Do abbreviations pose any localization concerns?

Abbreviations and English acronyms should remain in English.

During the localization process, we sometimes employ what is called the bilingual format. This technique explains the abbreviation or acronym in parentheses in the target language. In some languages, there are acronym equivalents that can be used. But in general,using a bilingual format is the best approach for most situations.

Are there any best practices for creating survey scales to be localized?

When developing a survey that will be localized, it’s best to incorporate numbered scales. A range of descriptors—like “agree” and “somewhat agree”—can go with the numbers, but they will be extra information rather than the primary content. Remember, numbers are easily translated!

Are there any localization recommendations on translating specific policies, such as employer benefits, manufacturing manuals, or other official documentation?

There are no standard terms or phrases to avoid. Referencing the “ok” example again – one rule doesn’t work for all languages, dialects, and cultures.

But again, in general, we recommend a bilingual format. If you plan for the content to be for audiences that speak multiple languages, some terms will not get translated because they are English terms that have become standards in their industries.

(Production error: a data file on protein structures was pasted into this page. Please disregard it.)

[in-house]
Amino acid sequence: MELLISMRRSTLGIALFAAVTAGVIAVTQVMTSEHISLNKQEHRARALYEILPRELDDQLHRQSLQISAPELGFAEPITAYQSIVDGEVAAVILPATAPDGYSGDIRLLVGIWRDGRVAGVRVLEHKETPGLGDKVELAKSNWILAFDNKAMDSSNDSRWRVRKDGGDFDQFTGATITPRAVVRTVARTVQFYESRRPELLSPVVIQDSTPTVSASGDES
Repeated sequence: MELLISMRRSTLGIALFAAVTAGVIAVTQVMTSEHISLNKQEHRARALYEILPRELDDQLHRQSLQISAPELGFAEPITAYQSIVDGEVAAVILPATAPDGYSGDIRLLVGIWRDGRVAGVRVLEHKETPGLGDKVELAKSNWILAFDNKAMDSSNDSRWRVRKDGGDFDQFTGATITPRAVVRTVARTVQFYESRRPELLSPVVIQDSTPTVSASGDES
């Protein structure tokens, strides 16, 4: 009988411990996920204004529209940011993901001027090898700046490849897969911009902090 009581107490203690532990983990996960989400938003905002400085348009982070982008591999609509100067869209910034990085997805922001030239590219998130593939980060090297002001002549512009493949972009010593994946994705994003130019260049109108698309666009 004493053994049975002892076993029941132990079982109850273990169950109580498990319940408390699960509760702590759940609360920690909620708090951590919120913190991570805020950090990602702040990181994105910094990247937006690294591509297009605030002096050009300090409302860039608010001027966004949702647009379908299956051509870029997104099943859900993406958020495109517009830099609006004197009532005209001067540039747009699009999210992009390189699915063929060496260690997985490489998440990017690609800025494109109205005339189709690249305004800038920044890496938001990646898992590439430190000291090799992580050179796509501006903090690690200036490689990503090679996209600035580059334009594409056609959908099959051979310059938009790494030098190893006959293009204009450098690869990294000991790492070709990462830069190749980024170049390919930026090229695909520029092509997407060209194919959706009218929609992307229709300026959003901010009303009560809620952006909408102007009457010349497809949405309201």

Should you develop a new source presentation for each anticipated localized version?

There is no need to create separate content for each language or culture you would like to reach. Despite the possibility of text expansion or different images, we work from your singular source document—in this case, the presentation. Our linguists and localization experts will review the presentation and make recommendation and improvements. One improvement, for example, can be the consideration of swapping out imagery to be more inclusive to the target audience. Our team will work with you for possible solutions to ensure the localized presentation is as meaningful as possible. For example, splitting a slide into two parts might be an improvement to the slide readability, if the client is open to it. In most cases, there is not a need to edit a source presentation before localization.

What tools do you recommend using to assess for simple or plain language when developing materials for localization?